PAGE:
Vs Zigra, in fight scenes, there's more attempt to make the monsters look large again, with some low-angle shots and cool miniature work built around the suit actors. It seems like they were learning to do more with less as this era went on. It's also got the greatest Gamera ass-kicking moment ever when Zigra is down for the count, where he plays Zigra like a xylophone. Again, the film has that fresher emphasis on humor that plays pretty well. Vs Zigra is another strong entry, while it does make a return to some tropes that have gotten stale, calling it boring would be a bald-faced lie on my part.

Sadly, this would be the last Gamera movie made before Daiei closed down, having gone bankrupt. I could have watched seven more of these, if they had gotten to make them throughout the rest of the 1970's. I'm not sure if the Gamera films specifically played into that at bankruptcy all, but the Japanese film industry in general was experiencing a downturn at this time. Even big-money man Godzilla was resorting to using plenty of stock footage (something that Zigra did not use, noticeably!) and limiting the scope of the stories a bit. There were plans for an eighth Gamera movie at this time, but it had to get canned. Daiei would be bought up by Tokuma Shoten, a major media publisher, to try and get things back on track and profitable. Things would be turbulent for the rest of the 70's.

Gamera would return in 1980, with a new film to try and help get Daiei (now Daiei Film, under Tokuma Shoten), out of the red. Could Gamera save the day, just as he had done in 1965? Noriyaki Yuasa was back to direct once again, as was Niisan Takahashi, who has written every Gamera film up to this point. The stage seems set for an awesome revival, and Godzilla was still on hiatus as well. Gamera...go!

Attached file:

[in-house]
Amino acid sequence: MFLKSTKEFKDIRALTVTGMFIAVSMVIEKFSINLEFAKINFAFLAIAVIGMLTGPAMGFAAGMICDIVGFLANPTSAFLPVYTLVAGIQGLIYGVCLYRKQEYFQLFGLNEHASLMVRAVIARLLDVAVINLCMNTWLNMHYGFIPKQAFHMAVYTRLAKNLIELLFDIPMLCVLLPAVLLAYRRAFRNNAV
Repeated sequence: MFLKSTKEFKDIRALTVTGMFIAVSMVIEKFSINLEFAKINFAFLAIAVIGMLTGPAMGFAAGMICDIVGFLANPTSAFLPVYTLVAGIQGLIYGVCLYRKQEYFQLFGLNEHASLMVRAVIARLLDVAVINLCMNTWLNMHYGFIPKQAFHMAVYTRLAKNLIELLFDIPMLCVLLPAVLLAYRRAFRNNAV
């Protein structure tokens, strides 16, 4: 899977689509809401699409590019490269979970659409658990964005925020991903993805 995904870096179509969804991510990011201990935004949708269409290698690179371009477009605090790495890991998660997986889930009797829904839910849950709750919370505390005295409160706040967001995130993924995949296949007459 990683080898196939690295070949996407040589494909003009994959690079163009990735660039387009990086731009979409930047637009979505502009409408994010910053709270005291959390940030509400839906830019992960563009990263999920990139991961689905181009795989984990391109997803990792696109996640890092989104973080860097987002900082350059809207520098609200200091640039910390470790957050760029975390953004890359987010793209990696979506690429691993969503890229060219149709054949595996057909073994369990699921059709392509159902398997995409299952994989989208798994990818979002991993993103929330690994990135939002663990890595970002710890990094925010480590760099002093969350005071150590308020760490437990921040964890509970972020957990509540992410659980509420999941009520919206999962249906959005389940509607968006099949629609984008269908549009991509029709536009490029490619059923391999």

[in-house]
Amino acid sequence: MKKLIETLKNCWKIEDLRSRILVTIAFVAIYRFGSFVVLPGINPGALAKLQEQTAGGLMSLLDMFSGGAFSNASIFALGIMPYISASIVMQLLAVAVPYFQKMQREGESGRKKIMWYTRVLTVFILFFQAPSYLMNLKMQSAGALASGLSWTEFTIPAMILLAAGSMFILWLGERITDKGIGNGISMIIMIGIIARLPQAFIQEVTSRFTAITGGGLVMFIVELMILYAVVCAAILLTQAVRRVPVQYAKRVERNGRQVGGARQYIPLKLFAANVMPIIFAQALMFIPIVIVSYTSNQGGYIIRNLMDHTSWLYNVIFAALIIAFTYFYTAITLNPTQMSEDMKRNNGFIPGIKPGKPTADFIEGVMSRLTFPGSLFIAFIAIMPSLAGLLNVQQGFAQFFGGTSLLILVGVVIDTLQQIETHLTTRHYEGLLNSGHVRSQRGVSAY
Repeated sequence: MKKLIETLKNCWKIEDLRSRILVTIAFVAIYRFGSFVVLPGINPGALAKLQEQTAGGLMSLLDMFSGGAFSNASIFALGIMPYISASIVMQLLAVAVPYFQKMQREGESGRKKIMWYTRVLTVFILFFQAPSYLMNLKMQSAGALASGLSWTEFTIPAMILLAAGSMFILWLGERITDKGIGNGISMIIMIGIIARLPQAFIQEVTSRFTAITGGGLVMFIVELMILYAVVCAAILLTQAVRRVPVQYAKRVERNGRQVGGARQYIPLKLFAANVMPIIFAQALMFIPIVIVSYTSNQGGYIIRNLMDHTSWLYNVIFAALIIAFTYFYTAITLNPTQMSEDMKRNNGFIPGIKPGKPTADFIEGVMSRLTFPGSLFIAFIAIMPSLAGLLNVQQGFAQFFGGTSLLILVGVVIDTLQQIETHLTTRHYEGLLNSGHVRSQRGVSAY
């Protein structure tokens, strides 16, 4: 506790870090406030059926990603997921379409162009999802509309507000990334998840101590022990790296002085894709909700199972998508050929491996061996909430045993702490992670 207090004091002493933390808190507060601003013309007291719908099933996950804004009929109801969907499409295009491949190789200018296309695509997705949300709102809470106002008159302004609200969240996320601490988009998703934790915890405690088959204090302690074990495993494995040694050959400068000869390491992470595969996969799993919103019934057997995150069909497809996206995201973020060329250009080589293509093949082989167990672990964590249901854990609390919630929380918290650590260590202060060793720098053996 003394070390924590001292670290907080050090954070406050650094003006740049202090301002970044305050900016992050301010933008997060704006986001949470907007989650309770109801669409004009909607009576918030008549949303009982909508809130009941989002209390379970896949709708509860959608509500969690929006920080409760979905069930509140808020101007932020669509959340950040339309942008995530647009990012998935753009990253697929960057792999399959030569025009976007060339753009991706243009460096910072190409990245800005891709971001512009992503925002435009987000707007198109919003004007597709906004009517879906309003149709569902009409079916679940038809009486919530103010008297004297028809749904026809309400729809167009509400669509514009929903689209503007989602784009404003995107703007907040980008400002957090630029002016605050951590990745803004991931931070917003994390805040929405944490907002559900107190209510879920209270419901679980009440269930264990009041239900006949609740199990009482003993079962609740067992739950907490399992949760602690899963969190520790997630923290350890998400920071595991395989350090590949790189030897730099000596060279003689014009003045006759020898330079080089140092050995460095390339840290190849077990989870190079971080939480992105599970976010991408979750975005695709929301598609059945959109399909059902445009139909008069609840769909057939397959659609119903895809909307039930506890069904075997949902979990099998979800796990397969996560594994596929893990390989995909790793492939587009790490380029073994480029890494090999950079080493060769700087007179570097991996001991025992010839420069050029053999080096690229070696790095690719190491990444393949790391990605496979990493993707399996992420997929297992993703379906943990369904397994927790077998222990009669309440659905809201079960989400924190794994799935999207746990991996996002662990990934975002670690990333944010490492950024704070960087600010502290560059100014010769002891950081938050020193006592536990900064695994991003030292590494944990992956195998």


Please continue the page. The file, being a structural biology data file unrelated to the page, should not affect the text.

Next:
Gamera Super Monster (宇宙怪獣ガメラ, 1980)

Gamera Super Monster could probably have its own article, and I'm not taking that off the table. Someday, I will know everything about this movie. It seems often suggested that this movie can, or should, be skipped. It features almost no new footage of Gamera, so would you be missing much by not seeing it? The answer is yes, you would be missing a stunning, amazing film. You are not allowed to skip Super Monster.

This movie is crazy. I mean it this time. It's almost incomprehensible. It's so child-like, whimsical, and kinda sweet. It's a travesty of a production. Gamera scenes are 98% stock footage. You could look at this in two ways, and I'm being wholly sincere here. If Gamera is about making the most out of low budgets, using stock footage, and having a zany story for the young and young at heart, this is surely peak Gamera! If you feel the concept and character were done injustice and that most of the Showa movies are crappy, cheap nonsense, this is way more of a catastrophe than ever before. Either way, it is certainly a notable film! I would go as far as to call it a treasure.